HOUSTON — An elderly couple from the Deer Park suburb of Houston is one of the 41 defendants named in a BitTorrent lawsuit that alleges they illegally downloaded the K-Beech teen-gonzo feature “Virgins 4.”
The couple, in their late 60s, was put on notice by their Internet provider AT&T last month when the company received a subpoena requiring that they disclose the couple’s name, street address and all other IP-related information .
The couple, who chose to remain anonymous, told Houston-based KHOU 11 News that the ordeal has been very “disturbing” and that they “don’t know how this happened.” The network’s legal analyst, Prof. Gerald Treece of the South Texas College of Law, described K-Beech’s ongoing lawsuits as “the pornographic version of Napster.”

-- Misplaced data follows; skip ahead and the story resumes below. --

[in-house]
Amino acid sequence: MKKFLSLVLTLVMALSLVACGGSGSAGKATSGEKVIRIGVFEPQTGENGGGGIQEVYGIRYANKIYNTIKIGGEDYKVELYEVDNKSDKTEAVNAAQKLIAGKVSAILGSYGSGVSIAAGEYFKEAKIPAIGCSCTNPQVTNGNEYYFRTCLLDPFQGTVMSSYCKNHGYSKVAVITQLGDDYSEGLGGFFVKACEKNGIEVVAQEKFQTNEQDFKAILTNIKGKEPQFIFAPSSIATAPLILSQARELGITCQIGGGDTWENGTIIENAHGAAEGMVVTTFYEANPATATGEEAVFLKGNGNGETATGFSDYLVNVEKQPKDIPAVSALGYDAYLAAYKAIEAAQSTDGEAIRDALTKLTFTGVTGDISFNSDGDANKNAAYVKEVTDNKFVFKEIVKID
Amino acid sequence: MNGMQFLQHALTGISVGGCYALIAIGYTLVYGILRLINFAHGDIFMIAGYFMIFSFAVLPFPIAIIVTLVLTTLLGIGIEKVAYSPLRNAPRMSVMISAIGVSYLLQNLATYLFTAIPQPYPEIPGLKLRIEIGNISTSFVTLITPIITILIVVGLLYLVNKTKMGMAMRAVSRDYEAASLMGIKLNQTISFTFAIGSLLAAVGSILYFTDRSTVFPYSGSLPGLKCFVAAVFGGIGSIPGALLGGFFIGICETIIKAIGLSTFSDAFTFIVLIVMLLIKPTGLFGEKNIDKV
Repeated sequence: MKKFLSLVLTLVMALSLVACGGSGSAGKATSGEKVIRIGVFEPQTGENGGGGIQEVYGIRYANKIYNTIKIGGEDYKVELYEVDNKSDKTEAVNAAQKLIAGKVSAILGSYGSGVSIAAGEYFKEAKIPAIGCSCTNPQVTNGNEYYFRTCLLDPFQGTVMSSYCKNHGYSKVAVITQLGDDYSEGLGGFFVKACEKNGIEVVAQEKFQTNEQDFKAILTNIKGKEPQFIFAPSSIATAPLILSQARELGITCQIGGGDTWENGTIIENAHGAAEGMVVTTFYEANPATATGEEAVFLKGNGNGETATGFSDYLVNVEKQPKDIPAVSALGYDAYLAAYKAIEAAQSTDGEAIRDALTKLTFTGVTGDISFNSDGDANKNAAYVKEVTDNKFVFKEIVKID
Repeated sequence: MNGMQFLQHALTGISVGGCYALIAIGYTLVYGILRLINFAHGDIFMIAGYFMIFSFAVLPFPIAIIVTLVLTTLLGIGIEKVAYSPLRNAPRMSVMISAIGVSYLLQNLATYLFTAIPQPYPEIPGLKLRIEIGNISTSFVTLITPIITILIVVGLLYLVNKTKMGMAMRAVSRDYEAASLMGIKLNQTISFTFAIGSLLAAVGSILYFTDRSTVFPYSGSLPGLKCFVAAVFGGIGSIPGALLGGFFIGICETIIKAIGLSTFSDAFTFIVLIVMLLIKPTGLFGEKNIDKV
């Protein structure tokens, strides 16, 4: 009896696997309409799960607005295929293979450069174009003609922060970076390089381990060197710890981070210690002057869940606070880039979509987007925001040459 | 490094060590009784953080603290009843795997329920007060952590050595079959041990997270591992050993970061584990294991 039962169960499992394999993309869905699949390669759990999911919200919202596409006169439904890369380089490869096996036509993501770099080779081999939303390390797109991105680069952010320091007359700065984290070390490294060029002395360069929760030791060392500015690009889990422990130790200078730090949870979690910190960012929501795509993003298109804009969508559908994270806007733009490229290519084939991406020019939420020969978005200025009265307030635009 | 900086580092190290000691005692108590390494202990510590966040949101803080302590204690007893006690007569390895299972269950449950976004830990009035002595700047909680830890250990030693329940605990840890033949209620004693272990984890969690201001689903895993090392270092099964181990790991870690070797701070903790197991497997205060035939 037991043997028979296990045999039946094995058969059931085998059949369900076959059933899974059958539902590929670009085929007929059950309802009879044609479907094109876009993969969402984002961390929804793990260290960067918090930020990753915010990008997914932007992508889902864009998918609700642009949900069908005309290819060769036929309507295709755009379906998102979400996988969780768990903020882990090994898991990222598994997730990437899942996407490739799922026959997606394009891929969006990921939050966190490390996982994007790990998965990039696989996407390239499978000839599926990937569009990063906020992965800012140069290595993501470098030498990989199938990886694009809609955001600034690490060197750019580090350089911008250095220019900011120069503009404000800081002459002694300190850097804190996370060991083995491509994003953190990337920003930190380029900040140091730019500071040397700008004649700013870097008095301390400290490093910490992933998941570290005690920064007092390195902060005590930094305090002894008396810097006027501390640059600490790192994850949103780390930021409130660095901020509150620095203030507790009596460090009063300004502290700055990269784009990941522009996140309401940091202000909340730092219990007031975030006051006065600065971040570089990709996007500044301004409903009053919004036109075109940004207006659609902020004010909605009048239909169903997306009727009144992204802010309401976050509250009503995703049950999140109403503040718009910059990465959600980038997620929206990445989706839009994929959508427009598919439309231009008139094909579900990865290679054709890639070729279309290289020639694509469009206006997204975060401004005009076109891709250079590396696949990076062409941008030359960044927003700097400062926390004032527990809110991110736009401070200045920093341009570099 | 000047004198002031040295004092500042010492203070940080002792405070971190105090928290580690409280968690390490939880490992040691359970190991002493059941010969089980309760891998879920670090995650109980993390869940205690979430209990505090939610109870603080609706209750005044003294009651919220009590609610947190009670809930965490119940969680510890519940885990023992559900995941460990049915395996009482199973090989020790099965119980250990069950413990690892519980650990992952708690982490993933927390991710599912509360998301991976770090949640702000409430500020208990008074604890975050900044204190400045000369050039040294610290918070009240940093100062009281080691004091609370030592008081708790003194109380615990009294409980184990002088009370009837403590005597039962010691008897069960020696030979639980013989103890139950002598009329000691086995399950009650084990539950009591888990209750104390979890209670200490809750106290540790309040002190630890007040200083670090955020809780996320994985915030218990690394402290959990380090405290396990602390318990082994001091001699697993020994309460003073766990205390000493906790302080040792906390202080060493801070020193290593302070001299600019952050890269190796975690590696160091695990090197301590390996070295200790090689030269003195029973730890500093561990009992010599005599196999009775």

K-Beech, a noted distributor and production house celebrating its 25th anniversary, has aggressively filed copyright infringement lawsuits against John Doe defendants in Maryland, Ohio, New York, Virginia and North Carolina. Earlier this month, a federal judge ordered two alleged defendants in Arizona to pay the company $750 in damages, the lowest statutory amount, according to federal guidelines.
Despite being criticized for using the courts to intimidate alleged copyright infringers, K-Beech has stated in court documents that the illegal downloading of its intellectual property has caused the company to suffer “actual damages, including lost sales, price erosion and a diminution of the value of its copyright.”